Despite the hype, house prices are not set to decline

It is likely that house prices in the next couple of years will be higher than the current prices, so prospective buyers who are waiting for price reductions may be disappointed.

Interest rate risk overstated 

Low mortgage rates are still attractive for investors, and asking rents are rising much more quickly now, up by about 10 per cent over the past year. 

Recently there have been some calls for the Reserve Bank to increase the cash rate sooner than previously expected, markets looking for a potential increase of up to 1 per cent in 2022, but even in that scenario mortgage repayments would remain comfortable. 

It is unlikely that there will be an increase in the cash rate in 2022.  

The RBA has made it clear that a number of conditions need to be met for the cash rate to increase. Primarily, the inflation rate should be sustained (i.e. over a few quarters) within the 2 to 3 per cent range, which is the bank’s target. 

Some of the major contributing factors to the current inflation rate include commodity prices and supply-chain issues. These are global factors and are likely to be mitigated over time. Employment conditions and wages growth should improve solidly over the next few quarters, but the immigration reboot is likely to take the pressure off wages growth again later next year. 

Combined with elevated under-employment and underutilisation, this means it’s unlikely that wages growth and employment measures will show a consistent improvement so quickly. When the cash rate is finally increased, it’s also highly likely that the increases will be gradual to assess the impact on markets. 

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Solid demand for housing 

In New South Wales and Queensland, we are certainly seeing that the incomes of some of our property buying clients are increasing for professional roles due to the current skills shortage. In addition, lending figures and historically strong auction clearance rates over the past week also show that the market remains strong.  

The immigration intake next year itself will only add to housing demand, and houses and other family-suitable properties are experiencing strong demand across many areas of the country. 

Interest repayments and out-of-pocket costs remain low 

Mortgage interest repayments, which form a substantial proportion of the out-of-pocket costs for investors and owner-occupiers, remain very low. 

Last quarter we saw a record share of borrowers taking on fixed-rate terms, confirming that property insiders agree the bottom of the interest rate cycle is in. But context is important, and the share of household income expended on interest repayments is tracking close to as low as we’ve seen over the past four decades.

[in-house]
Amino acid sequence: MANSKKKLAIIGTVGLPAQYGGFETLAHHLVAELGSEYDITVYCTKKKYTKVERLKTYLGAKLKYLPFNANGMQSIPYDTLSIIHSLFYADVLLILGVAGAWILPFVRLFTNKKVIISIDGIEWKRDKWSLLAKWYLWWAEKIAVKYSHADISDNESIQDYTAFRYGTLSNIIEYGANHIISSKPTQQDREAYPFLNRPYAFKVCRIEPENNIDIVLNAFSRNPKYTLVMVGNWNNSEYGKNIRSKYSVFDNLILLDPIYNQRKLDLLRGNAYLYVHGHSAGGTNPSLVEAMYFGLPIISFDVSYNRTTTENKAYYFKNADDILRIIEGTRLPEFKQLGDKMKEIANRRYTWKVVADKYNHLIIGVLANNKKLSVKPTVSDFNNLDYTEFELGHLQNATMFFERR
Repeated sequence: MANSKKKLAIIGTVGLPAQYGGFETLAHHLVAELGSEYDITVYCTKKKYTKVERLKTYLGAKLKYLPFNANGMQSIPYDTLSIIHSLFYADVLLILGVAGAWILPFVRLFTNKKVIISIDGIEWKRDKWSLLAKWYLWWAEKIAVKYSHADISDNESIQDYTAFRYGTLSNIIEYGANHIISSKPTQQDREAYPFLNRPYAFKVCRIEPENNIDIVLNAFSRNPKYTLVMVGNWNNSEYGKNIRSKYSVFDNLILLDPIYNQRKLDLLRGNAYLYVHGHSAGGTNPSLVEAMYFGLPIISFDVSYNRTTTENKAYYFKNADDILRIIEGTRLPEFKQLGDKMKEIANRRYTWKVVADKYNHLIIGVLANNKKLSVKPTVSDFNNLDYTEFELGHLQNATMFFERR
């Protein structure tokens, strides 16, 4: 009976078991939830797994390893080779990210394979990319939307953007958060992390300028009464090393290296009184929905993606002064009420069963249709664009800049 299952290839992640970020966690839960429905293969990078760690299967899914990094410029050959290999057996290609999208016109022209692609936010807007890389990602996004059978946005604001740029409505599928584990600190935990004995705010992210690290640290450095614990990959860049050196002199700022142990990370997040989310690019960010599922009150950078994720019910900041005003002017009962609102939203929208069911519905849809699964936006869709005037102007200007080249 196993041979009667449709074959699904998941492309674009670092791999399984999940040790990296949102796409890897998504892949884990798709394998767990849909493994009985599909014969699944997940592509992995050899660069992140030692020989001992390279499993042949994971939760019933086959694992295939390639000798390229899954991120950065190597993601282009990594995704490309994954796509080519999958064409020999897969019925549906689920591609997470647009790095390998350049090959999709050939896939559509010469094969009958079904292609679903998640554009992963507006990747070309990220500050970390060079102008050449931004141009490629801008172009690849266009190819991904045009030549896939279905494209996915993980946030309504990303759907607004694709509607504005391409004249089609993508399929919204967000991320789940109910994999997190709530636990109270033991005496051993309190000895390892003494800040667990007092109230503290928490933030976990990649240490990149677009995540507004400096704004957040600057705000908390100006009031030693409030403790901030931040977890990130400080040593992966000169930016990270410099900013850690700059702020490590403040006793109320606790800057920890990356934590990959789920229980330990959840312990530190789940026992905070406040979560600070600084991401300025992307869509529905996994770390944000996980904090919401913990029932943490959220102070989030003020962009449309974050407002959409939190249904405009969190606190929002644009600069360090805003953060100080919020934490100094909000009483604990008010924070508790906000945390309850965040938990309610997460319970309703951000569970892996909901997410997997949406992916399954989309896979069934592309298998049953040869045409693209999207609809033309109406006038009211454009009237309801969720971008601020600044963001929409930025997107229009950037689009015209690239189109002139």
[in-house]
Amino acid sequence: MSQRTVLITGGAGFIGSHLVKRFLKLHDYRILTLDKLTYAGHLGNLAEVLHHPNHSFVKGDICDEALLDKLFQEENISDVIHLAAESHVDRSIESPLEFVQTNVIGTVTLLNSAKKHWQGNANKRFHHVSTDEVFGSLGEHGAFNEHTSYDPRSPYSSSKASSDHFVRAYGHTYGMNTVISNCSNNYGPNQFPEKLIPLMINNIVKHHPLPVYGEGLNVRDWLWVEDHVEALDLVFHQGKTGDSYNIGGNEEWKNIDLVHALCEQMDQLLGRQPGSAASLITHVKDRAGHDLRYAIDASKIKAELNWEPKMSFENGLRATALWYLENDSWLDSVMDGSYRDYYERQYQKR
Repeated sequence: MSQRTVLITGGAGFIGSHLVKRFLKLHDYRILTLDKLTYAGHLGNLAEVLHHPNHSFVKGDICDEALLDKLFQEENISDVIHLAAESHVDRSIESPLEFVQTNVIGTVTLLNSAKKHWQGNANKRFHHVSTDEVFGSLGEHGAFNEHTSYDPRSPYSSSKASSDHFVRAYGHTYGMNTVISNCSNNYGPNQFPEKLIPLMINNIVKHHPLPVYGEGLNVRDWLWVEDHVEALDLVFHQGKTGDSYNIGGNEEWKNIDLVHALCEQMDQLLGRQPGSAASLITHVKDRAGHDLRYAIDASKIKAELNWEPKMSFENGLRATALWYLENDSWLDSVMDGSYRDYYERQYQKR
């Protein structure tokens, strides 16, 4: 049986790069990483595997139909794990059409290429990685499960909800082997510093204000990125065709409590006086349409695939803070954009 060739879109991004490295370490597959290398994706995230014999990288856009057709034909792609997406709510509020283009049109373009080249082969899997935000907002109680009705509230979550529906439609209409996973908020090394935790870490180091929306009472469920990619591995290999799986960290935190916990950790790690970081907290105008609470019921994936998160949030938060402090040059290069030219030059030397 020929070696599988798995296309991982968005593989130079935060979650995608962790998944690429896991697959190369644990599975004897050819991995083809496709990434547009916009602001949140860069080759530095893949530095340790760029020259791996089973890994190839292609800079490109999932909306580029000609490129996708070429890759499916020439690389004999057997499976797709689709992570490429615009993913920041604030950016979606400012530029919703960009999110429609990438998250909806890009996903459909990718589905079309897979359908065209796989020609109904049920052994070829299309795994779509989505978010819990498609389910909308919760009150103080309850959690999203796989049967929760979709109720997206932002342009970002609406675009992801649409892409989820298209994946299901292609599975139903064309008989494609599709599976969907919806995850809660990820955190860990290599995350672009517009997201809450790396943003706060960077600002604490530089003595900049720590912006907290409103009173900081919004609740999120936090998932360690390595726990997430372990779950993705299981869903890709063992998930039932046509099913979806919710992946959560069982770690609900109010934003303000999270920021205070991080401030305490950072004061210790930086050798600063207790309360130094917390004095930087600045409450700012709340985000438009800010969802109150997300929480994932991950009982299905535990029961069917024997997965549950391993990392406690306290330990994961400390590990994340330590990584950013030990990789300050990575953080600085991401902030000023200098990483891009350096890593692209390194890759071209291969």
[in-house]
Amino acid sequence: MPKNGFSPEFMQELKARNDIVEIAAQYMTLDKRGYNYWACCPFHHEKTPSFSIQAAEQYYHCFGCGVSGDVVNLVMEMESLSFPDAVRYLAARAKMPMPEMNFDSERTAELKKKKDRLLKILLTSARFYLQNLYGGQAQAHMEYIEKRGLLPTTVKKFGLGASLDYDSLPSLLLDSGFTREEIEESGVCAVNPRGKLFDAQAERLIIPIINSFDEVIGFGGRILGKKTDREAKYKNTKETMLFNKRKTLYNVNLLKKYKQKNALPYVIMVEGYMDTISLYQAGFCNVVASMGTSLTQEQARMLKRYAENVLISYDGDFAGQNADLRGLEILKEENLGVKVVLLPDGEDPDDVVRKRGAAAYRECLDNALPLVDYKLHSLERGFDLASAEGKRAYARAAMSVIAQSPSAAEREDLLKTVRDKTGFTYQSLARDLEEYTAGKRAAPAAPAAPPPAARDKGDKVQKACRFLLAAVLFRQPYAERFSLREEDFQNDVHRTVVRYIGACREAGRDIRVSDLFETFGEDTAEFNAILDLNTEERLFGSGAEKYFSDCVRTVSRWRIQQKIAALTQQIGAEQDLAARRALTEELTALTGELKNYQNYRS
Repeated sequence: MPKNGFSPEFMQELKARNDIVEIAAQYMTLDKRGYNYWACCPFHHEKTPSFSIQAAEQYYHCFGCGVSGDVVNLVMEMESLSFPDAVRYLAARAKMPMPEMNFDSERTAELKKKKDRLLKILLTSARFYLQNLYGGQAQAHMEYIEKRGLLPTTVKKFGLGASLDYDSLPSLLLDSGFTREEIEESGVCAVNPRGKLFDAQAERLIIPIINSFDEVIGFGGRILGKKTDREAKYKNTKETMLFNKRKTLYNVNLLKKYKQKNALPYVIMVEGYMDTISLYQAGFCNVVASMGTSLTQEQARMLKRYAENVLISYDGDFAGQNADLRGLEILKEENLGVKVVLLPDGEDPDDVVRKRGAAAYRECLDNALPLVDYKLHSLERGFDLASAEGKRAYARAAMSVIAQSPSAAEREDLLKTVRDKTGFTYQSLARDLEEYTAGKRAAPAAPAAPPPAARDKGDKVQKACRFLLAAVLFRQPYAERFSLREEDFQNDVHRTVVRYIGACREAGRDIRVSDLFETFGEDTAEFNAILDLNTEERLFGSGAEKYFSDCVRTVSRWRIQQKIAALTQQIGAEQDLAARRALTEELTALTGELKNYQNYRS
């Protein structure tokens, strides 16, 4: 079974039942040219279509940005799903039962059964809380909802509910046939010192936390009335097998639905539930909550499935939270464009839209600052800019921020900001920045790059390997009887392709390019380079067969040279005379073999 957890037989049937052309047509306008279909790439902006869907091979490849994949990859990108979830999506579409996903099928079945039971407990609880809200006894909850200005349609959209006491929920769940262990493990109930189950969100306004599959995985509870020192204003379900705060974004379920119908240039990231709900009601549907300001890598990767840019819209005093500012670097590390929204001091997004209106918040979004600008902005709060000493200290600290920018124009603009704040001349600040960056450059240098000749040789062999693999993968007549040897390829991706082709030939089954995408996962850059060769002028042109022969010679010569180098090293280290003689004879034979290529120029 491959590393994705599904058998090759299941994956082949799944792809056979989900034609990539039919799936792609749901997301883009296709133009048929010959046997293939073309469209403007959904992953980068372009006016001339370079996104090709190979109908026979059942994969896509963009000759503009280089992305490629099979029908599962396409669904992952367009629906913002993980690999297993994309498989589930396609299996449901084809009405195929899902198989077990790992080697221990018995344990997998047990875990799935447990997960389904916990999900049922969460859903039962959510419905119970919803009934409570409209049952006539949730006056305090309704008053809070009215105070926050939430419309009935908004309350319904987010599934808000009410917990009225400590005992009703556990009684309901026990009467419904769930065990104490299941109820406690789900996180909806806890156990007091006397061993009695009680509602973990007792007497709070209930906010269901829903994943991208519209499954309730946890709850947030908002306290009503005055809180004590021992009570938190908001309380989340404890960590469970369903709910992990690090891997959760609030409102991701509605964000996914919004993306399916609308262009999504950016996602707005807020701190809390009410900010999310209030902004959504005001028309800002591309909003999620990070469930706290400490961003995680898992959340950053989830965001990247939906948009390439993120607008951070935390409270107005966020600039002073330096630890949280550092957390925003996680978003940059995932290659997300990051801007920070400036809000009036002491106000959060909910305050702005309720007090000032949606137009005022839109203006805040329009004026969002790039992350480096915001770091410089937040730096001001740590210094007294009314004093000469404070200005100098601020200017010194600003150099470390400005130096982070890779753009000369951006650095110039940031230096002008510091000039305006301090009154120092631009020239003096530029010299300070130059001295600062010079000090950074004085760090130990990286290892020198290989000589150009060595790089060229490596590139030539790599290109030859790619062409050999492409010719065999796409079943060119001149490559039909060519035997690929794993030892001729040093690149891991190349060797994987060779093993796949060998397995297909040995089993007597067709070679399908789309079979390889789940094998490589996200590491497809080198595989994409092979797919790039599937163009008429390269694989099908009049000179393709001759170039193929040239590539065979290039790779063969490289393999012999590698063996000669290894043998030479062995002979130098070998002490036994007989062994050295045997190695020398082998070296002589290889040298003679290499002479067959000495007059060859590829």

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Even 100 basis points of interest rate increases from here can be absorbed by the market, as interest rates (and consequently monthly repayments) will still remain favourable in comparison to historical averages. For example, the fortnightly repayments for an $800,000 principal and interest home loan, taken out for 30 years, would be increased by around $200.  

The top-end of the market may be more impacted by such a move, but overall the demand for housing finance we expect to remain strong. 


Figure 1 – Interest repayments

At the coal face, we are seeing many more auctions and listings come online now in Sydney and Melbourne, which is a healthier dynamic for the market and will naturally cool the rate of price growth. But overall, activity is still very buoyant and we expect to see prices higher than today by the end of 2023.

Steadier price increases forecast

We don’t expect the Reserve Bank to increase the cash rate in 2022, and there is fierce competition between banks and non-bank lenders, keeping a certain level of downward pressure on mortgage rates.

We expect to see dwelling prices rise by between 5 per cent and 8 per cent in 2022, in the absence of substantial macroprudential restrictions. And two years from now we expect to see dwelling prices that are higher than today.

Two years from now we expect to see dwelling prices that are higher than today.

Dwelling price forecasts

Nationally, we expect a price increase in the range of 5 to 8 per cent in 2022. Houses and other family-suitable properties, particularly in the more affordable areas in New South Wales, Victoria, and south-east Queensland, are expected to be at the higher end of that range. However, properties at the top end of the market are likely to deliver slower capital growth.

Overall, it is likely that dwelling prices in a couple of years will be higher than the current prices. Prospective buyers who are now waiting for price reductions will be disappointed. Mortgage brokers are currently busy adjusting to new serviceability rules, but mortgage demand remains fairly bullish as COVID restrictions are eased.

Election years come with their own uncertainties, but the talk of significant price declines due to a fast interest rate hiking cycle is overdone. It is expected that 2022 will be a very busy year for housing market transactions, especially for investors.

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